Study Shows Delayed Start Times Improve Kids' School Performance

It’s Official — Later School Start Time Pays Off For Teens

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Just 34 extra minutes is showing major benefits for students

School start times have long been at the center of a heated debate. While elementary schools often start later, many middle and high schools start at the crack of dawn, leaving teens with prolonged sleep deprivation. Multiple studies cite this as the primary cause for a whole host of problems, and it seems finally at least one city listened — and the results speak for themselves.

For the 2016-17 school year, districts in Seattle, Washington moved their official start times for middle and high schools almost an hour later, from 7:50 a.m. to 8:45 a.m. Sounds easy, right? But this meant reshuffling buses, after school activities, and teacher’s schedules, to name a few concerns. All of this effort was meant to give kids the much needed extra time in the morning to sleep.

Researchers at the University of Washington studied these students both before and after the time change and their findings were published this week in the journal Science Advances. Their conclusion? Students got 34 minutes more sleep on average with the delayed start time, which increased their nightly sleep from an average of six hours and 50 minutes to seven hours and 24 minutes — and it had a noticeable effect.

Senior author Horacio de la Iglesia says, “This study shows a significant improvement in the sleep duration of students, all by delaying school start times so they’re more in line with the natural wake-up times of adolescents.”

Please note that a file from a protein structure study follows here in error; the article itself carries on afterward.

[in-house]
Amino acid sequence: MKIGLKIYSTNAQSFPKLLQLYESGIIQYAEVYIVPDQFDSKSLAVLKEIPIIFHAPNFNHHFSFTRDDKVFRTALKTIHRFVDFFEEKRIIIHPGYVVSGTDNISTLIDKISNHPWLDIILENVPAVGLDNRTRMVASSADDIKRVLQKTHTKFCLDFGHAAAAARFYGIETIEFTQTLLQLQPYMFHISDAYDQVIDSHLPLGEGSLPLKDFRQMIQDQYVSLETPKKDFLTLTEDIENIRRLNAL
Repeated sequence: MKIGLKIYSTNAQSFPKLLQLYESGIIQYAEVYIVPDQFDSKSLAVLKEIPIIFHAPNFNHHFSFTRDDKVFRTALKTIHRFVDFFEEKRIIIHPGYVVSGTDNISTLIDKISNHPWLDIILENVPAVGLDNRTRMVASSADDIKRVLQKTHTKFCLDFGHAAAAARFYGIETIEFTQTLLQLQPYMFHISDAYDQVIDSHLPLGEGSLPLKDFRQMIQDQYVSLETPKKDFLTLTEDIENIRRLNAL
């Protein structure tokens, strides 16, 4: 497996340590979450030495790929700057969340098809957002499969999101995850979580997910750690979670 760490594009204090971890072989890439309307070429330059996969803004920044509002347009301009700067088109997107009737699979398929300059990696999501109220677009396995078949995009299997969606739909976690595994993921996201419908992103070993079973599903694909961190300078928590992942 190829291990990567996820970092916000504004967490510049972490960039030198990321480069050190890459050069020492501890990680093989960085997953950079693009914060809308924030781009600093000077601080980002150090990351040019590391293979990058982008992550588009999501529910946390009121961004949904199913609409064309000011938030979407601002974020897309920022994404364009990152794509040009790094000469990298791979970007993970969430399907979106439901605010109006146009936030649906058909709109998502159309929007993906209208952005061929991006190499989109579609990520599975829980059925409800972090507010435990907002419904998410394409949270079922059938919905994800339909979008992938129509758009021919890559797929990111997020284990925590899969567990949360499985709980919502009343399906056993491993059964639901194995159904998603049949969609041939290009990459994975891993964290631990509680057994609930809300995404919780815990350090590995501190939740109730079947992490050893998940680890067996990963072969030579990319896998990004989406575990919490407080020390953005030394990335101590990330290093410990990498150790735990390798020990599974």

Yes, even an extra half-hour of sleep is shown to benefit teens. According to the study, this increased sleep time was associated with a 4.5 percent increase in the median grades of the students and an improvement in overall punctuality and attendance. They also showed later school start times were associated “with a better alignment of sleep timing with the circadian system (reduced social jet lag), reduced sleepiness, and increased academic performance.”

Some may say, “Just make your kid go to bed earlier,” to which I say, “It seems you don’t actually own a teenager.” Even if parents were able to persuade their teens to get into bed, many after-school activities (and their own natural circadian rhythms) prevent this. My 13-year-old plays hockey and because his team is older, they don’t get ice time for practices until later. This means he doesn’t get home until after 10:30pm and his bus picks him up at 6:50am. Add in homework, 17 meals (because, 13-year-old boy), and downtime, and it’s almost an impossibility for him to get the sleep he requires.

The American Academy of Pediatrics strongly supports the efforts of school districts like those in Seattle, urging high schools and middle schools to “aim for start times that allow students the opportunity to achieve optimal levels of sleep (8.5–9.5 hours) and to improve physical (eg, reduced obesity risk) and mental (eg, lower rates of depression) health, safety (eg, drowsy driving crashes), academic performance, and quality of life.” But many schools still believe the effort it would take to handle all the moving parts it would create isn’t worth it.

Some may also assume that if teens have a later start time, they’ll just stay up later, but researchers found that wasn’t the case. Bedtimes for these students stayed relatively consistent with previous years and the new start time gave them a more natural time to rise. “We’ve put them in between a rock and a hard place where their biology to go to bed later fights with societal expectations,” says lead researcher Gideon Dunster.

Senior author Horacio de la Iglesia agreed: “Thirty-four minutes of extra sleep each night is a huge impact to see from a single intervention.”

Hopefully, other school districts will look to Seattle’s example and see about snagging a few more Z’s for their own students.